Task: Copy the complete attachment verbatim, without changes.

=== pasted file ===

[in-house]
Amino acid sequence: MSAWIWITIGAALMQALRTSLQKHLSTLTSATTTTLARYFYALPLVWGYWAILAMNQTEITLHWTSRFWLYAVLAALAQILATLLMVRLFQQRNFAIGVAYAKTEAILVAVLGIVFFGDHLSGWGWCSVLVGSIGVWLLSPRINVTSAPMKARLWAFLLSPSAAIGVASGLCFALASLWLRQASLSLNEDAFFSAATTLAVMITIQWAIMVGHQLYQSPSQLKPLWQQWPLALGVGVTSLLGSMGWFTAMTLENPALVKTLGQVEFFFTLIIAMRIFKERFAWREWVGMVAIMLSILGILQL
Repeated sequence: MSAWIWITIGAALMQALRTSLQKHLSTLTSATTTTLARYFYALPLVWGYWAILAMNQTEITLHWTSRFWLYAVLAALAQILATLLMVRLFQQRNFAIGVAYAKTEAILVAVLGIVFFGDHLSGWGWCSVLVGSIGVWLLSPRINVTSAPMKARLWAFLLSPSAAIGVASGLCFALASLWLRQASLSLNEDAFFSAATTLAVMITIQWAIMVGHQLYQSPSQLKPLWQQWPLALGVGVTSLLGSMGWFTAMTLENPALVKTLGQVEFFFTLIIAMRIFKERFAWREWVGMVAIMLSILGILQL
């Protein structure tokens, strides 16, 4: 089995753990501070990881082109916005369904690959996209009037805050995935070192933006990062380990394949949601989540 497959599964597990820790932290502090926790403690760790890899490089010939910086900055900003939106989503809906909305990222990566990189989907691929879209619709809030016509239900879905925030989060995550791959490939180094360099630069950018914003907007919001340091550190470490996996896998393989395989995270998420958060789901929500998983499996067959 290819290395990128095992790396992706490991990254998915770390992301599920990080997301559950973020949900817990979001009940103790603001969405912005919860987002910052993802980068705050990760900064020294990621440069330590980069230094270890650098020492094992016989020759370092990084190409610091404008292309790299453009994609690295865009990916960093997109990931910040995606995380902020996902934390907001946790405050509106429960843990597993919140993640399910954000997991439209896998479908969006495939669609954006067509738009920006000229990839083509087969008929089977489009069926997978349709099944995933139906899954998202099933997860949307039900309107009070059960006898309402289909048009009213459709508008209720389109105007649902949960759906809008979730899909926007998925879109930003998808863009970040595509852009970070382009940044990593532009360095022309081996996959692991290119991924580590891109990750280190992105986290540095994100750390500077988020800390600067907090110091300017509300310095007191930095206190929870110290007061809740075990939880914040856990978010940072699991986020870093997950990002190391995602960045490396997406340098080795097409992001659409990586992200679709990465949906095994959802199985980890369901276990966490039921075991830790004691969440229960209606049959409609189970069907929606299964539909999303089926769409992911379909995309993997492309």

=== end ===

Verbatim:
[in-house]
Amino acid sequence: MSAWIWITIGAALMQALRTSLQKHLSTLTSATTTTLARYFYALPLVWGYWAILAMNQTEITLHWTSRFWLYAVLAALAQILATLLMVRLFQQRNFAIGVAYAKTEAILVAVLGIVFFGDHLSGWGWCSVLVGSIGVWLLSPRINVTSAPMKARLWAFLLSPSAAIGVASGLCFALASLWLRQASLSLNEDAFFSAATTLAVMITIQWAIMVGHQLYQSPSQLKPLWQQWPLALGVGVTSLLGSMGWFTAMTLENPALVKTLGQVEFFFTLIIAMRIFKERFAWREWVGMVAIMLSILGILQL
Repeated sequence: MSAWIWITIGAALMQALRTSLQKHLSTLTSATTTTLARYFYALPLVWGYWAILAMNQTEITLHWTSRFWLYAVLAALAQILATLLMVRLFQQRNFAIGVAYAKTEAILVAVLGIVFFGDHLSGWGWCSVLVGSIGVWLLSPRINVTSAPMKARLWAFLLSPSAAIGVASGLCFALASLWLRQASLSLNEDAFFSAATTLAVMITIQWAIMVGHQLYQSPSQLKPLWQQWPLALGVGVTSLLGSMGWFTAMTLENPALVKTLGQVEFFFTLIIAMRIFKERFAWREWVGMVAIMLSILGILQL
């Protein structure tokens, strides 16, 4: 089995753990501070990881082109916005369904690959996209009037805050995935070192933006990062380990394949949601989540 497959599964597990820790932290502090926790403690760790890899490089010939910086900055900003939106989503809906909305990222990566990189989907691929879209619709809030016509239900879905925030989060995550791959490939180094360099630069950018914003907007919001340091550190470490996996896998393989395989995270998420958060789901929500998983499996067959 290819290395990128095992790396992706490991990254998915770390992301599920990080997301559950973020949900817990979001009940103790603001969405912005919860987002910052993802980068705050990760900064020294990621440069330590980069230094270890650098020492094992016989020759370092990084190409610091404008292309790299453009994609690295865009990916960093997109990931910040995606995380902020996902934390907001946790405050509106429960843990597993919140993640399910954000997991439209896998479908969006495939669609954006067509738009920006000229990839083509087969008929089977489009069926997978349709099944995933139906899954998202099933997860949307039900309107009070059960006898309402289909048009009213459709508008209720389109105007649902949960759906809008979730899909926007998925879109930003998808863009970040595509852009970070382009940044990593532009360095022309081996996959692991290119991924580590891109990750280190992105986290540095994100750390500077988020800390600067907090110091300017509300310095007191930095206190929870110290007061809740075990939880914040856990978010940072699991986020870093997950990002190391995602960045490396997406340098080795097409992001659409990586992200679709990465949906095994959802199985980890369901276990966490039921075991830790004691969440229960209606049959409609189970069907929606299964539909999303089926769409992911379909995309993997492309």